Let me give some examples from a few major fields of startups in e-commerce, security, web development and finally, in my chosen profession, writing to illustrate what I mean.

#checkout-com, #enterprise, #fast, #grammarly, #rapyd, #saas, #security-scorecard, #solarwinds, #textio, #venture-capital

Fast raises $102M as the online checkout wars continue to attract huge investment

This morning Fast, a startup that provides online checkout and identity products, announced that it has closed a $102 million Series B. The new funding event was led by Stripe, a previous investor in Fast.

Stripe, an online payments giant, also led Fast’s Series A last year, a deal worth $20 million. Fast has raised $124 million to date, it said in a release.

TechCrunch reached out to Fast for comment regarding its growth pace. The company shared that gross merchandise volume (GMV) processed by its checkout service has “more than tripled each month,” adding that it expects that “trend to continue and increase.” The growth pace is hard to rate as we lack a base from which to scale, but we do now have an expectation for future GMV progress from Fast that we can use as a measuring stick.

Fast’s outsized Series B comes after a number of rival online checkout providers have also raised large rounds.

In late December Bolt, which provides online checkout, identity, and payments services raised a $75 million extension to its Series C round. The company also shared a number of growth metrics, allowing TechCrunch to get a handle on its current size, and expectations for future performance.

Then in mid-January Checkout.com raised $450 million at a $15 billion valuation. TechCrunch wrote at the time that “Checkout.com wants to build a one-stop shop for all things related to payments, such as accepting transactions, processing them and detecting fraud.” So, similar to Bolt and in competition with elements of what Fast offers.

Finally, Rapyd announced that it raised $300 million at a $2.5 billion valuation one day later. Rapyd provides fintech services via an API, TechCrunch noted, but as it does support global ecommerce payments and sells anti-fraud tech, it seems to fit inside this group.

Tack on Fast’s new Series B and inside the last month or so we’ve seen $927 million — at least — flow into startups with overlapping ecommerce infrastructure market targets. That’s just under $26 million a day since the Bolt round, an enormous amount of capital in a short period of time.

How are the companies all raising in such rapid-fire fashion? The most obvious answer to the question is that ecommerce is so big, and so critical to the global economy, that improving the experience of vending goods online for both sellers and buyers is a problem space with room for many players. That so many startups in the race to solve online commerce have each raised implies that they are all, so far, enjoying strong growth rates; and that implies a gigantic market into which they all hope to grow.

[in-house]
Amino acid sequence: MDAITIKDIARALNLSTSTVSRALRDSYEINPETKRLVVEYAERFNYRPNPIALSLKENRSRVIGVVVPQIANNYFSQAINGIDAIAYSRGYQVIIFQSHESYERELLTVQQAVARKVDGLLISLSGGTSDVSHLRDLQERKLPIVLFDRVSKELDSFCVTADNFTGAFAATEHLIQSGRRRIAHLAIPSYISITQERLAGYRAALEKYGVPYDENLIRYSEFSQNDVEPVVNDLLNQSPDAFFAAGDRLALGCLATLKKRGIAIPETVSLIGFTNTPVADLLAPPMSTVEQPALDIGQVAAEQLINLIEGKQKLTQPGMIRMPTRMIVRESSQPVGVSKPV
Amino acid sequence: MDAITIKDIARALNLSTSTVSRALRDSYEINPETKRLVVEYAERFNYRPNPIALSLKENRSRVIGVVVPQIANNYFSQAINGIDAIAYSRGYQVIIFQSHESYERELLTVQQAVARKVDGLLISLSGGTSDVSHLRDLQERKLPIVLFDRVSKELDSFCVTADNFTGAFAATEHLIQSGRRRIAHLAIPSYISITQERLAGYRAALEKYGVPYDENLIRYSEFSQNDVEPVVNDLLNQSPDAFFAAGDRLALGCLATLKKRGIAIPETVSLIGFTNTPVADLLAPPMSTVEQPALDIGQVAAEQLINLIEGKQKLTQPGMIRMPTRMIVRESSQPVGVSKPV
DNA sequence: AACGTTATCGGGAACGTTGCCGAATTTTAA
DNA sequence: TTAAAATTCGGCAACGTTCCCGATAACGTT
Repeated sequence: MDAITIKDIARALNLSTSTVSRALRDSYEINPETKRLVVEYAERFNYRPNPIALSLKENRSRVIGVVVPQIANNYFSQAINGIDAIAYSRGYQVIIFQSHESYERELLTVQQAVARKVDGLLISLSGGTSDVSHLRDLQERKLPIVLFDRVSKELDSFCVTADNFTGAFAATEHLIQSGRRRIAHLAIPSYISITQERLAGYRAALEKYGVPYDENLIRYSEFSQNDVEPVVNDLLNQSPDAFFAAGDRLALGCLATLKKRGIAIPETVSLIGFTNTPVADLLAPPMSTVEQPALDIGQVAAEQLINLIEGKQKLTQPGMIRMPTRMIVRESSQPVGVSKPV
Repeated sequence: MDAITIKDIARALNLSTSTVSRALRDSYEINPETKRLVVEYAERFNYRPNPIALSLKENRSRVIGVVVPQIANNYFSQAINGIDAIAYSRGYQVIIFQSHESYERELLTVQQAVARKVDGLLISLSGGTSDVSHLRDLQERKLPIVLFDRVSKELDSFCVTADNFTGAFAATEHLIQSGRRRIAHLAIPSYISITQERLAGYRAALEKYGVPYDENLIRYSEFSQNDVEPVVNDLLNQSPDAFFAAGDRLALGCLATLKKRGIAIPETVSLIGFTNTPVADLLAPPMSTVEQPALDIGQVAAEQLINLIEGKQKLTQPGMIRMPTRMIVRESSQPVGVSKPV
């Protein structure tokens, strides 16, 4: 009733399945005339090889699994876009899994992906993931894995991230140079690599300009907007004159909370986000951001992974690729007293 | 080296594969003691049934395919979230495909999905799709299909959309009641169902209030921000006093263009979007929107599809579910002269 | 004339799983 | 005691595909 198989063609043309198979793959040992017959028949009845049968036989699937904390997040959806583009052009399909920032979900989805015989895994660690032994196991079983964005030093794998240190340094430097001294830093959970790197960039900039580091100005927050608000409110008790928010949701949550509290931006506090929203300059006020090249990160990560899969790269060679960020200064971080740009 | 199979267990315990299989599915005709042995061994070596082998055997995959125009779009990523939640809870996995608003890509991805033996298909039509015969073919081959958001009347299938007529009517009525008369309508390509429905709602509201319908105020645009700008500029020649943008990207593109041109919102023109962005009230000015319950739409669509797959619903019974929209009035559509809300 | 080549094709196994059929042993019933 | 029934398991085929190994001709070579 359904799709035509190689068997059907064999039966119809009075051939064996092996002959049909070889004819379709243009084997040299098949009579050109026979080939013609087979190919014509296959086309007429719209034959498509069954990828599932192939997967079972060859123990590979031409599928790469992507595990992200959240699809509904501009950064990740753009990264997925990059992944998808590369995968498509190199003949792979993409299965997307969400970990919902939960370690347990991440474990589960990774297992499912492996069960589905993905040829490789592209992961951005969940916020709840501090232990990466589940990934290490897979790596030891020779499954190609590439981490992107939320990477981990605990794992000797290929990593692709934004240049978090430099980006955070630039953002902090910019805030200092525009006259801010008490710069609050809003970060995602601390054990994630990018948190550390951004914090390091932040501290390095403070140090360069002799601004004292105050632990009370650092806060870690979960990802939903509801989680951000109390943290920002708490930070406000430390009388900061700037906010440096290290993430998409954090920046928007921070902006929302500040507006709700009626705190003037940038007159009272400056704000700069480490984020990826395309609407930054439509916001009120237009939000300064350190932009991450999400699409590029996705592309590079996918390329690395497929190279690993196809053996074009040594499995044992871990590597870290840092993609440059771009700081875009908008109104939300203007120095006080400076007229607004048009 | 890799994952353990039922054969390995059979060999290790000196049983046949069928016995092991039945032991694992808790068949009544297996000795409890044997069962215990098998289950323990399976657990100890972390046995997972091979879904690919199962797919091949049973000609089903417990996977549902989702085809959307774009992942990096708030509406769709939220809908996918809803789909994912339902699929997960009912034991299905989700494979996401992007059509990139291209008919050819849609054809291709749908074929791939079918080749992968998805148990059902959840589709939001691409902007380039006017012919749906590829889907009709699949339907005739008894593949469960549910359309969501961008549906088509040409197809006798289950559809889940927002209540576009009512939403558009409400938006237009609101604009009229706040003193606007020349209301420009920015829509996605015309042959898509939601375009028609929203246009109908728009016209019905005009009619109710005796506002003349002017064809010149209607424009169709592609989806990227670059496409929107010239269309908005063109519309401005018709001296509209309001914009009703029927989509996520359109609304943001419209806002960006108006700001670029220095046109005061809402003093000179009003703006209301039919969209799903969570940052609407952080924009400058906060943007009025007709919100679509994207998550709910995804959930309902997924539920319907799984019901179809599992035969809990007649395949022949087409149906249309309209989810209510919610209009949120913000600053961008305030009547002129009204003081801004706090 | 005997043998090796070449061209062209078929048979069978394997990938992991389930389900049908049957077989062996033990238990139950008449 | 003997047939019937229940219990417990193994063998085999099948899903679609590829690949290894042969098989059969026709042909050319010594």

And it’s hard to argue in the wake of COVID-19 boosting ecommerce, and generally accelerating the digitization of the global economy, that such technologies will be constrained by market size anytime soon.

#bolt, #checkout-com, #fast, #fundings-exits, #rapyd, #startups

Checkout wants to be Rapyd and Fast

Hello and welcome back to Equity, TechCrunch’s venture-capital-focused podcast, where we unpack the numbers behind the headlines. We’re back on this lovely Saturday with a bonus episode!


There is enough going on that to avoid failing to bring you stuff that we think matters, we are back yet again for more. This time around we are not talking Roblox, we’re talking about ecommerce, and a number of rounds — big and small — that have been raised in the space. Honest question: do y’all plan to release news on the same week? Are trends a social construct?

From Natasha, Grace, Danny, and your humble servant, here’s your run-down:

  • Webflow raised $140 million in a round that it says it did not need. This is not a new thing. Some startups are doing well, and don’t burn much. So investors offer them more at a nice price. In this case $2.1 billion. (Webflow does no-code
  • Checkout.com raised $450 million. The rich really do get richer. In this case the founders of Checkout.com, whose company is now worth around $15 billion Checkout.com does, you guessed, online checkout work. Which as Danny explains is complicated and critical.
  • We also talked about this Bolt round, for context.
  • And sticking to the ecommerce theme, Rapyd raised $300 million at around a $2.5 billion valuation. There is infinte money available for late-stage fintech.
  • Early stage as well, it turns out, with Tradeswell raising $15.5 million to help businesses improve their net margins.
  • Finally, ending with a chat on infrastructure, Nacelle closed an $18 million Series A. 

And now we’re going back to bed.

Equity drops every Monday at 7:00 a.m. PST and Thursday afternoon as fast as we can get it out, so subscribe to us on Apple PodcastsOvercastSpotify and all the casts.

#bolt, #checkout-com, #ecommerce, #equity-podcast, #fast, #fundings-exits, #nacelle, #rapyd, #startups, #tc, #tradeswell, #webflow

Checkout.com raises $450 million and reaches $15 billion valuation

Payments company Checkout.com is raising once again. The company has closed a $450 million Series C round with Tiger Global Management leading the round — Greenoaks Capital and all existing investors are also participating.